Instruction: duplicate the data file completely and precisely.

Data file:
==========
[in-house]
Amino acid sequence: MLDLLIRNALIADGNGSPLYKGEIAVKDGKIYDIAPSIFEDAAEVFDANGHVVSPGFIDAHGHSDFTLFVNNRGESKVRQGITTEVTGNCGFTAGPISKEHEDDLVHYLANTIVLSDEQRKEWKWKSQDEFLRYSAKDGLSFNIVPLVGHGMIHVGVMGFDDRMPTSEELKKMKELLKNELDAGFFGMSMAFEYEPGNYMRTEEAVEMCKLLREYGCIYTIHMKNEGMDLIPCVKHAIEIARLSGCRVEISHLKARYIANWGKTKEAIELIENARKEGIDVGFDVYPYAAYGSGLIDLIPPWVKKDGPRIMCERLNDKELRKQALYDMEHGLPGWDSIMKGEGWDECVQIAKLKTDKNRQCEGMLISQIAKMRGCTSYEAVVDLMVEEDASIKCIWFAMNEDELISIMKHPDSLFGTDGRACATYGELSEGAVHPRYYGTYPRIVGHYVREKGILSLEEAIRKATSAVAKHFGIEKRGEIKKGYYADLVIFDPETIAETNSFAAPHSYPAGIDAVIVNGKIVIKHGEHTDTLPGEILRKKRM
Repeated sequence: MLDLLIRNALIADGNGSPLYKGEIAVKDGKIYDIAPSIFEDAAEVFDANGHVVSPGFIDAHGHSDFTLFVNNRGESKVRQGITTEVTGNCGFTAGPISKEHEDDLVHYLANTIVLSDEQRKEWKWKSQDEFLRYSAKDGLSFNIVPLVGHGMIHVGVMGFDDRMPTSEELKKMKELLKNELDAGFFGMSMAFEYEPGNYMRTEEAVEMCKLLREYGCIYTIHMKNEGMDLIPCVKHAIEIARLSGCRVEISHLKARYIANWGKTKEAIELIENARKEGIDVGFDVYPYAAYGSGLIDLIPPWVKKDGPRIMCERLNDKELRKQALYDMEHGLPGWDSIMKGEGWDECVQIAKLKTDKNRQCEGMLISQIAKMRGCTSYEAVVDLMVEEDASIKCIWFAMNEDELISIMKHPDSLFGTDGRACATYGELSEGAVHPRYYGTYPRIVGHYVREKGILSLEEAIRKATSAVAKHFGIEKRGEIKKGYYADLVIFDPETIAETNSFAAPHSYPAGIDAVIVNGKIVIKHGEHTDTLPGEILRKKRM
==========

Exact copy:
[in-house]
Amino acid sequence: MLDLLIRNALIADGNGSPLYKGEIAVKDGKIYDIAPSIFEDAAEVFDANGHVVSPGFIDAHGHSDFTLFVNNRGESKVRQGITTEVTGNCGFTAGPISKEHEDDLVHYLANTIVLSDEQRKEWKWKSQDEFLRYSAKDGLSFNIVPLVGHGMIHVGVMGFDDRMPTSEELKKMKELLKNELDAGFFGMSMAFEYEPGNYMRTEEAVEMCKLLREYGCIYTIHMKNEGMDLIPCVKHAIEIARLSGCRVEISHLKARYIANWGKTKEAIELIENARKEGIDVGFDVYPYAAYGSGLIDLIPPWVKKDGPRIMCERLNDKELRKQALYDMEHGLPGWDSIMKGEGWDECVQIAKLKTDKNRQCEGMLISQIAKMRGCTSYEAVVDLMVEEDASIKCIWFAMNEDELISIMKHPDSLFGTDGRACATYGELSEGAVHPRYYGTYPRIVGHYVREKGILSLEEAIRKATSAVAKHFGIEKRGEIKKGYYADLVIFDPETIAETNSFAAPHSYPAGIDAVIVNGKIVIKHGEHTDTLPGEILRKKRM
Repeated sequence: MLDLLIRNALIADGNGSPLYKGEIAVKDGKIYDIAPSIFEDAAEVFDANGHVVSPGFIDAHGHSDFTLFVNNRGESKVRQGITTEVTGNCGFTAGPISKEHEDDLVHYLANTIVLSDEQRKEWKWKSQDEFLRYSAKDGLSFNIVPLVGHGMIHVGVMGFDDRMPTSEELKKMKELLKNELDAGFFGMSMAFEYEPGNYMRTEEAVEMCKLLREYGCIYTIHMKNEGMDLIPCVKHAIEIARLSGCRVEISHLKARYIANWGKTKEAIELIENARKEGIDVGFDVYPYAAYGSGLIDLIPPWVKKDGPRIMCERLNDKELRKQALYDMEHGLPGWDSIMKGEGWDECVQIAKLKTDKNRQCEGMLISQIAKMRGCTSYEAVVDLMVEEDASIKCIWFAMNEDELISIMKHPDSLFGTDGRACATYGELSEGAVHPRYYGTYPRIVGHYVREKGILSLEEAIRKATSAVAKHFGIEKRGEIKKGYYADLVIFDPETIAETNSFAAPHSYPAGIDAVIVNGKIVIKHGEHTDTLPGEILRKKRM